MIASA holds midterm conference on sustainable governance
The Merian Institute for Advanced Studies in Africa (MIASA) in collaboration with the University of Ghana has held its Midterm Conference with focus on sustainable governance.
The three-day conference, which started on September 19-21, 2023, was on the theme: “Sustainable Governance in a Time of Global Flux: Issues, Concepts and Future Directions.”
The event brought together about 100 scholars and researchers from across the globe to deliberate on the thematic research areas of MIASA.
The Midterm conference hosted a total of six panels and three roundtables with keynote addresses from Professor Elisio Macamo from the University of Basel and member of MIASA’s Academic Avisory Board as well as Professor Dzodzi Tsikata from SOAS, University of London, formerly Director at Institute of African Studies at the University of Ghana, and co-initiator of MIASA, founding director and former chair of MIASA’s Executive Council.
Among the topics treated and discussed at the event included “Sustainable peacebuilding? Historical trajectories and global interconnections”; “Formal institutions, informality and knowledge production: Developing a research agenda for the analysis of institutional variations in Africa”; “Strengthening Governance Institutions for Accountability and Service Delivery in Africa”; “Interreligious relations in Africa – How to avoid conflict and promote peace”; “Seeking Support Through Religious Networks: Responses to Terrorist Attacks in Africa”; and “Extractive governance across time and space: what does ‘sustainability’ mean in contexts of mineral, oil, or gas production?”
The MIASA is an institute under the College of Humanities, University of Ghana. It is based on a collaboration between the University of Ghana and four German partners: the University of Freiburg (leading house), the Goethe University Frankfurt, the German Institute for Global and Area Studies (GIGA), and the German Historical Institute Paris (GHIP).
MIASA, which serves as a platform for German-African research collaboration in the social sciences and humanities aims at making African thinking increasingly relevant in academic debates.
The Institute is jointly sponsored by the German Federal Ministry of Education and Research (BMBF) and the University of Ghana.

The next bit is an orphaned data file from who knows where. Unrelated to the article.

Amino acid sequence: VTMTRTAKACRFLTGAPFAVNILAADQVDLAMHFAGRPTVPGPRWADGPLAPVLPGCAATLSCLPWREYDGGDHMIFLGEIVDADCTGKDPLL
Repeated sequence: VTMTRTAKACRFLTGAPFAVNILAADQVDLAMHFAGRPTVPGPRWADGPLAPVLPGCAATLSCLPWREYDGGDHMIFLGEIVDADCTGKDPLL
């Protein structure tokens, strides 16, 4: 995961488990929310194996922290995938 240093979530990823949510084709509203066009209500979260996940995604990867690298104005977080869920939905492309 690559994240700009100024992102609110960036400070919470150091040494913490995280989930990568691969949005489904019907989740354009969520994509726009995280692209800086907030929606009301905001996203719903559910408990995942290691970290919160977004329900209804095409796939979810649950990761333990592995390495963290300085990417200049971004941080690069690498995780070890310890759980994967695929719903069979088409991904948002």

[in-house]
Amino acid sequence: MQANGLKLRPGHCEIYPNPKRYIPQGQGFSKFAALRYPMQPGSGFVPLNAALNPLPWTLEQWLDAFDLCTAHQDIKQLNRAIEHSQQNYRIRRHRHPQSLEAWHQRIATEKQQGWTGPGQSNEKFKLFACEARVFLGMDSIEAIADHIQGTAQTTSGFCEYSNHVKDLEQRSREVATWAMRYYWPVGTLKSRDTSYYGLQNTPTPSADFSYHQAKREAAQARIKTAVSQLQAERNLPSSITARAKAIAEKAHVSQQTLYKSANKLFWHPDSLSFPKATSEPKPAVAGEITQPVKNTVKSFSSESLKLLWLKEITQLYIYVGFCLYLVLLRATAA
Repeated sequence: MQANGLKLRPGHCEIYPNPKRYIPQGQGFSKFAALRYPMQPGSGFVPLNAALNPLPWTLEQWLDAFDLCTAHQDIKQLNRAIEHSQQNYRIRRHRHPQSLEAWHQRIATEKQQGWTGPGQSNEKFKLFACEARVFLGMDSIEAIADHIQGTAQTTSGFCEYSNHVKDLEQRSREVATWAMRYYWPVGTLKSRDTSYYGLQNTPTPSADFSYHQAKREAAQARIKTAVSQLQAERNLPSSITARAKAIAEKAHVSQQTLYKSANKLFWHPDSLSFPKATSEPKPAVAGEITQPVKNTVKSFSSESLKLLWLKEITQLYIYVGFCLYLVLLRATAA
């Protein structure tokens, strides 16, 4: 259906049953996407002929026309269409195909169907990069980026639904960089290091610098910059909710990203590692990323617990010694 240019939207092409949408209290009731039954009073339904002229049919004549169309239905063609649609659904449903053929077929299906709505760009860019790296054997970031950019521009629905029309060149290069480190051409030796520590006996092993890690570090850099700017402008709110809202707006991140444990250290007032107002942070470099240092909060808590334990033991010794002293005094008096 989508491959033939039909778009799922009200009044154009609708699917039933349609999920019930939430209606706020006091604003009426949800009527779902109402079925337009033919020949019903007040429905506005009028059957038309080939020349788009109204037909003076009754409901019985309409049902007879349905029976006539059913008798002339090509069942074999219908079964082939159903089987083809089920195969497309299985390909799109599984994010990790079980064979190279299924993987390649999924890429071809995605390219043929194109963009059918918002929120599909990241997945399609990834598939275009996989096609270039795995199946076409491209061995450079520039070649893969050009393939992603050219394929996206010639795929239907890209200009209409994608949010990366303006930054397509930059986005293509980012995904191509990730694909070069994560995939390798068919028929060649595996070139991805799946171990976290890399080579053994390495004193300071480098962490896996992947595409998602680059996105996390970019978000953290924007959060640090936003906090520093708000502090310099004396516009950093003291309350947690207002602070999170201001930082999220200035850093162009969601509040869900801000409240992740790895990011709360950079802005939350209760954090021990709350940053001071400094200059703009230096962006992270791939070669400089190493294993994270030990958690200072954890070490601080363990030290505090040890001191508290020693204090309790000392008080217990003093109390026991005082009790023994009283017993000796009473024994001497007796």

MIASA's research programme explores the issue of sustainable governance in an interdisciplinary perspective, focusing on three thematic area: democratic governance; peace and conflict, and sustainable transformations.
Moreover, MIASA is interested in issues that are at the intersection of these areas and that allow for anchoring its research in concrete experiences and historical contexts: migration; landownership and acquisition; restitution of colonially taken African objects; African cities; and human rights.
Speaking at the opening of the conference, the two MIASA Directors, Dr. Grace Diabah and Dr. Susann Baller, noted that since the start of its fellowship programme in 2019, MIASA had hosted more than 100 fellows at its premises.
Dr Ballaer said the midterm conference, which marks the middle of MIASA’s six year “main phase” of German government funding, was meant to bring together different MIASA fellow generations and MIASA’s partners as well as other researchers from across the globe to reflect on MIASA’s overarching topic of sustainable governance.
According to the MIASA Directors, the conference would enable participants to explore the interconnections and interconnectedness between MIASA’s thematic areas.
For them, the conference addresses the question of which role governance plays for them and which forms, practices and expressions governance takes, as well as question, rethink and reinvent concepts, methods and epistemologies of sustainability and sustainable governance.
The conference also reflected on the recent transformations and disruptions across the world as a result of the COVID-19 pandemic and Russia’s invasion of Ukraine with its attendants debates about the governance of economies and growing inequalities across some economies.
In her welcome remarks, Dr. Christina Norwig of the German Federal Ministry of Education and Research (BMBF)) noted that challenges such climate change or peace building do not stop at national borders but that such societal challenges had to be carried out internationally.
She said MIASA had created opportunities for researchers from across the globe to meet and deliberate on key issues that affect the development of the world, particularly Africa.